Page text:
I do wonder though; Is there a fine line between your descriptin of being HS and the symptoms of depression?

    • I love this share … but I wanted to say that I think depression is very different. That gets in the way of your ability to function like go to work, leave the house for everyday things. But if you aren’t sure, check it out with your doc, Mama!

  15. Wow! So many of theses traits describe me. Not all, but many. And, I’m a first grade teacher with 2 young boys. That’s why I keep coming back for inspiration. Thanks, Shawn!

  16. I found myself thinking about this post a lot during the day today after reading it yesterday. I’m very sensitive — and it results in me getting very frustrated with my children and really being unsatisfied in my marriage because I’m never ever happy with how much my husband is contributing. Looking forward to some help figuring all this out and being happier and more fulfilled in the day to day.

    • You should definitely get on the wait list for the next AMP program then, Mama! We’re all about this during the four weeks!

  17. For a long time, I thought the outside world chaos was affecting my sensitivity. After having one child, I could balance the outside world with the solitude I shared with my infant daughter. Now that I have 3, our home world is a bit loud and chaotic, but most of the time we can find solace in eachother. It’s also become my new normal to be accustomed to too many distractions, which stresses me out! Slowing down this chaos would be a dream.

  18. Thank you so much…it feels so good to know that “this” is “something” that happens to more moms and that can be controlled or at least understood. My older kid is 11 now and I get so overhelmed when he is upset about his relationships, when he feels different or alone. But the worst is how I felt when I discovered he was hidding information, or worst, lying…wow I felt betrayed and hurt me to the bone. Later I discovered that more kids do, and mothers treat it as normal…not for me. I’ll be all aware for your informations. Thanks again.

    • I totally feel you on how we parent vs. others who aren’t sensitive. I think they are so much more easy going and so much less stressed … but are they as connected and engaged to their child’s needs? I just don’t know … good points on both sides, and not, I suppose.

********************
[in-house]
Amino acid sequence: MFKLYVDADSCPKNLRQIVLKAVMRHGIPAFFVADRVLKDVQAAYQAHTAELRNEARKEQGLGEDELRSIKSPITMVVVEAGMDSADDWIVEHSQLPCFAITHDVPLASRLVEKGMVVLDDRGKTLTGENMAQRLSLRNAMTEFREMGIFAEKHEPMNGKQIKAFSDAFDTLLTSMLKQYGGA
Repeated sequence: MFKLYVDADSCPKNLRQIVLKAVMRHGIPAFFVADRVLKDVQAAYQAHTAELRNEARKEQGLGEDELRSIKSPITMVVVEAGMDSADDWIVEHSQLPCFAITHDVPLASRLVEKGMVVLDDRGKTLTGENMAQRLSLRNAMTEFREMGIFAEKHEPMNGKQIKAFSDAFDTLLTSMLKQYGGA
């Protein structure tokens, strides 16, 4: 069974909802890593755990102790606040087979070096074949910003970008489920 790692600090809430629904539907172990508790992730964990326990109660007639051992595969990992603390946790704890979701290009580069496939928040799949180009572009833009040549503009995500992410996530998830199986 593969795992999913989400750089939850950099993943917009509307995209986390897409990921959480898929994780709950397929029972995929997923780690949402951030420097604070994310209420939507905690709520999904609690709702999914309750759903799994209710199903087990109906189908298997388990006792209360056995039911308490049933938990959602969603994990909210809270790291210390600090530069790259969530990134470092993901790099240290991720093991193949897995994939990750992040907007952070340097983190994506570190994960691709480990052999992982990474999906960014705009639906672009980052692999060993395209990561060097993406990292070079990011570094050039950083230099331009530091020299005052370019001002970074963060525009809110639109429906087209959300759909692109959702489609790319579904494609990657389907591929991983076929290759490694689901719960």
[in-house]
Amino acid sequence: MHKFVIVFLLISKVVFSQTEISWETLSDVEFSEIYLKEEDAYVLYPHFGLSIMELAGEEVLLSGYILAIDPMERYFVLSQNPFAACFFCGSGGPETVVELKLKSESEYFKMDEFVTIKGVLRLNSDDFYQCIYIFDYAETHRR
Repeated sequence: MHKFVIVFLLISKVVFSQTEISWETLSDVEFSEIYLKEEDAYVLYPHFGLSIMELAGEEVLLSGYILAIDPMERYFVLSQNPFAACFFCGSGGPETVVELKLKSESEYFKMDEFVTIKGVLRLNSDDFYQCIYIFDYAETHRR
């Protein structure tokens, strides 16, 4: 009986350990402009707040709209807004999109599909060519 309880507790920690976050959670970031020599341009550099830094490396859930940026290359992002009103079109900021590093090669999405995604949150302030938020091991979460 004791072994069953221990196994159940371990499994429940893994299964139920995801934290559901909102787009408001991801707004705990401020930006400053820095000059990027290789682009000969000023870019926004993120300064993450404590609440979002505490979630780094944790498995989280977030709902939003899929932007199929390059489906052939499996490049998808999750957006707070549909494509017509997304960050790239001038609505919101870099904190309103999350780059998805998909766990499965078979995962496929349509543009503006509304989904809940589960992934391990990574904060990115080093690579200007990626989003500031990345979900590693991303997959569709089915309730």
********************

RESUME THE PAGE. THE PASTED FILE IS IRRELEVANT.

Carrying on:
19. Thank you for this….. I feel like you pulled this article right out of my daily life. It puts many things into perspective once you read the words written by someone outside of yourself. Thanks for the reminder to get up in the morning and ground. I often like to do it again in the middle of the day and before bed. Again I couldn’t thank you again for this post!

  20. Thank you for posting this! It’s as if I found this at exactly the time I needed to read this the most and know that I’m not crazy. This is a great reminder that I need to take time to center myself sometimes before I can tackle anything else.

  21. At various times in my life I have been told ‘oh you’re too sensitive’ thrown as an insult. I thought I just needed to grow up. I haven’t thought about it much really. But I have gone through times when I literally can’t bear to read the news because it’s so awful (but then I start to read if again as I feel it’s a moral obligation to be informed about world events). I often feel paralysed when trying to make decisions to help my children, and I feel more than sad when they are sad (or bad), I feel desperate. I can’t sleep at all if my husband is just breathing heavily which he finds ridiculous.
    Having read this I also now see how my 4 year old son is sensitive, not just touchy/prickly, so different from my 2 year old son. Thank you for this – I will look into coping strategies (for both him and me).

  22. I’m so glad someone has decided to write about this topic. There is not enough information or tips out there to help highly sensitive parents raising highly sensitive kids. I’m looking forward to reading more of your posts.

  23. i think you have just described me! I have been learning more about myself in the last year than I have in a long time. I have come to realize that I do get sensory overload. But to read this, helps me to feel “normal”. I’ve thought this “weakness” was a weakness & that I was just being a mean mommy. But a lot of my issues stem from being sensitive or overloaded. I am definitely an introvert in a very extroverted home. I am learning my triggers & my hubby tends to help me when I get overloaded. He tames the kiddos while I try to chill. But when I am home w the kiddos by myself, it isn’t as easy to retreat when I am overloaded. Rarely do I get a night out by myself. I have friends who like to do lunch, but that can be over-stimulation for me. So I just get to where I want to burst b/c I’ve had way too much stimulation for days & days on end.

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Shawn Fink - Abundant MamaFrom Our Founder

I created The Abundant Mama Project to inspire overwhelmed, busy mothers to slow down and let go of the worries and concerns that are holding them back from experiencing joyful motherhood. Read More »